Dogs certainly get the short end of the stick in a household with kids.
Since becoming a parent, the daily act of walking the dog has become a whole other epic juggling act. Add a second kid and there was a period there where our poor Jack Russell Terrier, Ruby, did most of her business in the yard (or on my parents carpet). Then one day my son (newly walking at the time) started fishing out the leash and eagerly demanding we walk her. He loves holding the poo bag for us (perhaps because it’s the only time he’s permitted to handle a plastic bag) and tossing it in the garbage. Leni prefers the duty of holding the leash (and feeding her). We rarely go very far, but a few blocks will appease Ruby and get the kids outside. Plus, I suppose, they are learning the responsibility of pet ownership. Maybe it will come more naturally to them then it did to me.
We’ve been through many ups and downs with Ruby. We first fostered her with the goal to adopt through the Humane Society. She was around 5 ½ and we fostered her during her recovery from hip dysplasia surgery. This means she moved in, we administered her medicine, tended to her stitches, brought her to vet appointments and looked after her general care.
And fell in love with her, obviously.
They didn’t have a lot of details about her former life, but we do know they found her wandering near Kingston, Ontario with an intense flea situation (from which she still has scarring on her back). They later transferred her to the Toronto location when they had trouble finding her a home out there. For over a year we’d been visiting the River Street Humane Society intermittently, meeting new dogs and seeing if we felt a connection with one.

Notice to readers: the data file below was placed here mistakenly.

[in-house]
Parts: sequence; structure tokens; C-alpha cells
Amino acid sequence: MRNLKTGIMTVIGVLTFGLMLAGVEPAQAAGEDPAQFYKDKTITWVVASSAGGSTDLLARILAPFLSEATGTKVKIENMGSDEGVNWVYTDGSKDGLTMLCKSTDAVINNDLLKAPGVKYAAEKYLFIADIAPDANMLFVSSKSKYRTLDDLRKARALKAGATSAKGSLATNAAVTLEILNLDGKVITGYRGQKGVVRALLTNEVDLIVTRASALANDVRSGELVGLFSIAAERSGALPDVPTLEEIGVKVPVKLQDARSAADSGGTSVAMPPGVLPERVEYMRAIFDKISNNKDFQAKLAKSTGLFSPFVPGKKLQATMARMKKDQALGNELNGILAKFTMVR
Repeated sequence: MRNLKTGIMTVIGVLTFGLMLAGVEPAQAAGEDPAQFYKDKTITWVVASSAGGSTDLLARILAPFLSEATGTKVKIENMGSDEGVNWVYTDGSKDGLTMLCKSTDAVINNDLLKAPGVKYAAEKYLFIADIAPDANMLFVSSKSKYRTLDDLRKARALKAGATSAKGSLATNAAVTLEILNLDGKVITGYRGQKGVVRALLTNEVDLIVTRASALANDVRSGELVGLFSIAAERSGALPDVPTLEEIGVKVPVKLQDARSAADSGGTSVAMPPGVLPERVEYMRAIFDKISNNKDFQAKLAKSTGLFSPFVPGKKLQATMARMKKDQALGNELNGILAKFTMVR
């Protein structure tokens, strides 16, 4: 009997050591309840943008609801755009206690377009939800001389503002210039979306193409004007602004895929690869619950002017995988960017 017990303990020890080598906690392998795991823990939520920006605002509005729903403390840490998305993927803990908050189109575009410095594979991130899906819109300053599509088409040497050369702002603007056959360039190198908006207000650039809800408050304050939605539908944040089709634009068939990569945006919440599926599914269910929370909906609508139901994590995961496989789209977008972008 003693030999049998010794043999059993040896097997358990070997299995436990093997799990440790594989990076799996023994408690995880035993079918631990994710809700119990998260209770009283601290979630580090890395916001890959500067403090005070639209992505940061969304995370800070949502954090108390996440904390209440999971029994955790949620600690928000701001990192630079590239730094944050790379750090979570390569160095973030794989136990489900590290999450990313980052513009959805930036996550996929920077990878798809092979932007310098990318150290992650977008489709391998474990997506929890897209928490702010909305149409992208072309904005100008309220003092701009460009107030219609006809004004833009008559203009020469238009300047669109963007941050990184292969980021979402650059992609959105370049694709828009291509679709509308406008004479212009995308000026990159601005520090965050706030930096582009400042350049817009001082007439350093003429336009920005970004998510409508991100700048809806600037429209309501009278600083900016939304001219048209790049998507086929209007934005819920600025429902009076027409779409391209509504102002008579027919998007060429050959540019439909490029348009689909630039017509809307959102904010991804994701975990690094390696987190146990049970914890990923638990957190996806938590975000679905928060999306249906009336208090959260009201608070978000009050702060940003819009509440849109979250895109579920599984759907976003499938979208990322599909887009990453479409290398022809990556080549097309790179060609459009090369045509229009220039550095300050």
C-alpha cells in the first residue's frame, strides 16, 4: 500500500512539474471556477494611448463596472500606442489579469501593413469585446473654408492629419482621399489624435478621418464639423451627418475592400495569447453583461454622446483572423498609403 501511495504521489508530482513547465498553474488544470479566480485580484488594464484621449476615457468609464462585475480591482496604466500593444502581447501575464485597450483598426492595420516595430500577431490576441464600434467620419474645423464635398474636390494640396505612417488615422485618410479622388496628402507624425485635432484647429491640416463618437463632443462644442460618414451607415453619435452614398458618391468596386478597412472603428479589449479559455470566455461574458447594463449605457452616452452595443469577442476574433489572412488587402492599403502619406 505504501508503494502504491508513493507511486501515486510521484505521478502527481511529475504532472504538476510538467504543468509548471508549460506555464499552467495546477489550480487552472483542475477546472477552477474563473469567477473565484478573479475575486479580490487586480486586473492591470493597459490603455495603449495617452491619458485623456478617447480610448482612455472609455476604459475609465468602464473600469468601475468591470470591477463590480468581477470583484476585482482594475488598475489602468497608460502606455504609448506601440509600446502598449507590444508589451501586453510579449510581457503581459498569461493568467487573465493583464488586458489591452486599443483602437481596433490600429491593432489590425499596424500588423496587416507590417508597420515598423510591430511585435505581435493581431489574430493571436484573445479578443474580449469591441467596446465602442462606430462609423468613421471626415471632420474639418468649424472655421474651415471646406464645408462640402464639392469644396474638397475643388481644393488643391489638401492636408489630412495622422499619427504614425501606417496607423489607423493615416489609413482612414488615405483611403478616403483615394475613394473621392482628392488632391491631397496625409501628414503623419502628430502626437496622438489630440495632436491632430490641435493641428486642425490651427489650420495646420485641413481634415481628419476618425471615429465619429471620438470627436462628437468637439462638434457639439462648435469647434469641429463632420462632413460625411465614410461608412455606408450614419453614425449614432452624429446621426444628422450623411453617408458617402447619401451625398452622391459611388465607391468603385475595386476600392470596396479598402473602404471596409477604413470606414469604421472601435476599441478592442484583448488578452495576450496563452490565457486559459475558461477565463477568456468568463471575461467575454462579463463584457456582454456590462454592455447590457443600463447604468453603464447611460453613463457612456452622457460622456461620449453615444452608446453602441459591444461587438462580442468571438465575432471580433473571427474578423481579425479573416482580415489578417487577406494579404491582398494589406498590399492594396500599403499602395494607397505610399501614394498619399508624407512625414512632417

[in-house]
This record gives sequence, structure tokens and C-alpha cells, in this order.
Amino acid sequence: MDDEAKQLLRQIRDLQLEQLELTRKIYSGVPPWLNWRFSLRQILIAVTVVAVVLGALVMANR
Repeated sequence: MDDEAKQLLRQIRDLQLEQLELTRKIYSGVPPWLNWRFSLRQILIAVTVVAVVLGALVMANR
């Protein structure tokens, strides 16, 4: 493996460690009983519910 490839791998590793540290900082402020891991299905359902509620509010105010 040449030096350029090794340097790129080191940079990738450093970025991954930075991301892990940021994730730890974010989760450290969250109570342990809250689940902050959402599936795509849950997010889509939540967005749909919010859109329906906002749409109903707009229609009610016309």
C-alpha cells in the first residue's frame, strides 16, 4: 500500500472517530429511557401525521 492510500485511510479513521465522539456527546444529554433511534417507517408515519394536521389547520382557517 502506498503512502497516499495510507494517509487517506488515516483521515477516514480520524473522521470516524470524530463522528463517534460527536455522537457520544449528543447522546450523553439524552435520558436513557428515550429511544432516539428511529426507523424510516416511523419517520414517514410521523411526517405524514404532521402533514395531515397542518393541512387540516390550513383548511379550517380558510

Then one day we met Ruby and took the leap.
Once she fully recovered from her surgery, we officially adopted. But, really, she was part of our family the moment we brought her home that first night. We started to notice early on (even during the foster period when all her vet costs were covered–hooray!) that she had some skin issues, which we later confirmed was caused by an allergy. To what? We still don’t know, to be honest. The financial cost of figuring out that an allergy was the culprit of her intermittent bouts of severe itching was pretty substantial. Add to that the specialty food and medications that followed. We definitely became pretty jaded about the whole vet racket. I know, I know, I’m sure they’re not all swindlers who pray on your emotions ok. At the moment, anyway, her skin is fine thankfully. We did, however, spend most of this past year trying to treat a stubborn infected toe from last summer’s camping trip. Never a dull moment.
But I digress.
When we met Ruby (then temporarily named Suzie and formerly some other name we’ll never know), her profile strongly recommended not bringing her into a home with kids. This was pre-kids for us, but we knew we’d have some one day in the vague and distant future. We shrugged it off. Thankfully for us, Ruby ended up being amazing with our kids. The worst knock against her is her propensity to bark when visitors come by (or occasionally when people pass the house), which has meant many interrupted naps (followed by tears and cursing from yours truly). But where it counts, she is a loving and patient fur-sister to our little brood.